The theme of identity arguably appears hand-in-hand with identity, most obviously but not limited to the title of the movie: Call Me By Your Name. Guadagnino’s use of language and linguistics within the film is the element which I would argue most strongly enforces the theme of Identity.

Firstly, it would be difficult to discuss this film without discussing the title and arguably the most important quote: ‘call me by your name and I’ll call you by mine.’ Through this simple imperative, Guadagnino blurs the lines between the two characters. Their aforementioned desires have joined them together as one, both physically and linguistically. This is also further visually reinforced when the audience are presented with a mid-shot of Elio wearing the Star of David, something which we, as the audience, have repeatedly seen on Oliver throughout the film. Guadagnino pushes the boundaries of religion to visually blur the lines, too.

‘Je pense que les gens qui lisent cachent ce qu’ils sont’ 

One of my favourite elements of the movie is the wealth of European languages that are spoken. A noticeable linguistic element of the film that represents identity is Elio’s use of English. Notably, with his friends and family, Elio seems to speak predominantly Italian (with his mother and Mafalda) and French (with Marzia). The only other character with whom he speaks only English is Oliver, thus linguistically connecting them, as previously mentioned with regard to their names. Elio also speaks English with his father, the character who seemingly connects Elio and Oliver (as the purpose of Oliver’s trip to Crema is to work with Mr Perlman). With Marzia, the French girl who seemingly would have become Elio’s girlfriend had he not discovered his desires for Oliver, he only speaks French. It seems that this creates a barrier between the two of them (as French is not Elio’s mother tongue), and could be a symbol of Elio hiding his true identity and thus desires from Marzia. This is further reinforced in her comment, ‘je pense que les gens qui lisent cachent ce qu’ils sont’ (‘People who read are kind of secretive. They hide who they really are.’) This seems to be true of the relationship between Elio and Marzia, as for a long time Elio conceals his true desires from her, even engaging in sexual relations with her.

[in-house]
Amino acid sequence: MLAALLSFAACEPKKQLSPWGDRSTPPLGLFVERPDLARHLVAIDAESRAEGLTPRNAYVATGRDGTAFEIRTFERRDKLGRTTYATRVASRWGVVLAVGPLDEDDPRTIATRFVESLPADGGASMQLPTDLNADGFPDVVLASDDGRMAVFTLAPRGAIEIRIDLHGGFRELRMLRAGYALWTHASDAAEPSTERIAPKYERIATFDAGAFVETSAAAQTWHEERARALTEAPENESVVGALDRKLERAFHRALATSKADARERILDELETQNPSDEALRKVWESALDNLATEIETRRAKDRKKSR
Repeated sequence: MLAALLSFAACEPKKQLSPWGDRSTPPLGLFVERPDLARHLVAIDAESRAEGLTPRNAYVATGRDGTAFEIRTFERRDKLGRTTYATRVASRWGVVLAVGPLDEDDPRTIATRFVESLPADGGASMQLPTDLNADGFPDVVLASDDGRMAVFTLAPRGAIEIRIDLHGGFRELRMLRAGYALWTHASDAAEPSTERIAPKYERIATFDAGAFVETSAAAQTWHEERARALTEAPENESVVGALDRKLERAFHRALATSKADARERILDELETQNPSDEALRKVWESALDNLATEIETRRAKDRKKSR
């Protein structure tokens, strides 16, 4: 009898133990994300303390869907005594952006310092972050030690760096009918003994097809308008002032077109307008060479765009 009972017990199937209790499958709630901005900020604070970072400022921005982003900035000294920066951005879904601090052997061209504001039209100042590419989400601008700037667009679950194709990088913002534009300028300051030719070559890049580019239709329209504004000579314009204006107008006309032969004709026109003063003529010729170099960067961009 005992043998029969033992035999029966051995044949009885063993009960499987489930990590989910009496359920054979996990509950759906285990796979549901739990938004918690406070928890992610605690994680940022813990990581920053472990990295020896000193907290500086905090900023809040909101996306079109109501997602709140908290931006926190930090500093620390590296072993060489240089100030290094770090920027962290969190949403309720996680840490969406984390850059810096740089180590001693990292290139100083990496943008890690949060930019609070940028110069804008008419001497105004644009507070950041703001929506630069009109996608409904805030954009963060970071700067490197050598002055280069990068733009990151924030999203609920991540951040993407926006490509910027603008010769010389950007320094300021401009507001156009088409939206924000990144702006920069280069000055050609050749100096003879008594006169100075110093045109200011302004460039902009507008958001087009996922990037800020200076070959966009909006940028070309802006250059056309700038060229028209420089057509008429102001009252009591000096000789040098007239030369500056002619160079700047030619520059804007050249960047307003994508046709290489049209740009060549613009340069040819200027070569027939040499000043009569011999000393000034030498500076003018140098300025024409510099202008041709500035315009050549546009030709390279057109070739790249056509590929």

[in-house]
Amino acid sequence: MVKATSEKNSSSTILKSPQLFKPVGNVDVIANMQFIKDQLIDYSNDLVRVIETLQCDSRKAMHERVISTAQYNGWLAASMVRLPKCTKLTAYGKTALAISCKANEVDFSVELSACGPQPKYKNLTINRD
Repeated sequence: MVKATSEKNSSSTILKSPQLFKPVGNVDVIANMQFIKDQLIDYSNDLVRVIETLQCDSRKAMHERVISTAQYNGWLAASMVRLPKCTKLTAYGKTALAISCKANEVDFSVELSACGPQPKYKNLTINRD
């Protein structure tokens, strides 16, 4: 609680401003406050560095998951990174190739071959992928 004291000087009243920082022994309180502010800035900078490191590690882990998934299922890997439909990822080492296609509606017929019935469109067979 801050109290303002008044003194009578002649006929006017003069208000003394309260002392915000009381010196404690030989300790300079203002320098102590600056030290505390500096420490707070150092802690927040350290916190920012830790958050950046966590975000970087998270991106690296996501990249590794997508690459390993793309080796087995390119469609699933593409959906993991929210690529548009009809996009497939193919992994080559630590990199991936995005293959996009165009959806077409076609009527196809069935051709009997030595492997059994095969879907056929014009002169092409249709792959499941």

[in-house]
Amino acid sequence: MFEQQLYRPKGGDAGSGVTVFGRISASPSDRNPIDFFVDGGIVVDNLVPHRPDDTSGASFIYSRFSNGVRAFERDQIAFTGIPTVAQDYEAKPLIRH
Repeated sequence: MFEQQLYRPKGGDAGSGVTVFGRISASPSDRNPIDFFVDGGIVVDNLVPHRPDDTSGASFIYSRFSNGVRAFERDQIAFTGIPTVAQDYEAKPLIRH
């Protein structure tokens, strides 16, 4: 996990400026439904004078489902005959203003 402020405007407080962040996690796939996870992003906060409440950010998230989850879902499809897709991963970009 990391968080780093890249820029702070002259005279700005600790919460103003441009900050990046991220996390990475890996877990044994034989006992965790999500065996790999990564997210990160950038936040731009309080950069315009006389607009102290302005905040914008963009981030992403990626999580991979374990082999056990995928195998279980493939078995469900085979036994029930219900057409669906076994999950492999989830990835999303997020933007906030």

‘Some things stay the same only by changing’

Which leads us onto the discussion of heartbreak.  Spoiler alert: the film ends in heartbreak. Throughout the film, Guadagnino makes continuous use of food imagery to convey deeper meaning to the plot. On Oliver’s first morning in Italy, he clumsily breaks into boiled eggs at the breakfast table whilst Elio looks on curiously, seemingly representing the barriers breaking between them little-by-little as the plot moves forward. However, the symbology of the peach seems to be the most utilised. There are many analogies and articles available that detail the sexual connotations of this, something which I won’t delve into today, but the use of the peach in particular to me, ultimately presented the theme of heartbreak and a coming of age love story in the most effective way. Elio eats peaches throughout the movie, until the pinnacle scene of him breaking apart the peach and performing a sexual act with it: representative of his growing feelings toward Oliver which in finality, ends with sexual relations between them. Peaches are easily bruised, much like Elio’s feelings and emotions during this journey of discovering his first, true love. Elio is left with a bruised heart due to Oliver’s departure, and ultimately, a bruised ego upon learning that Oliver has decided to marry with a woman.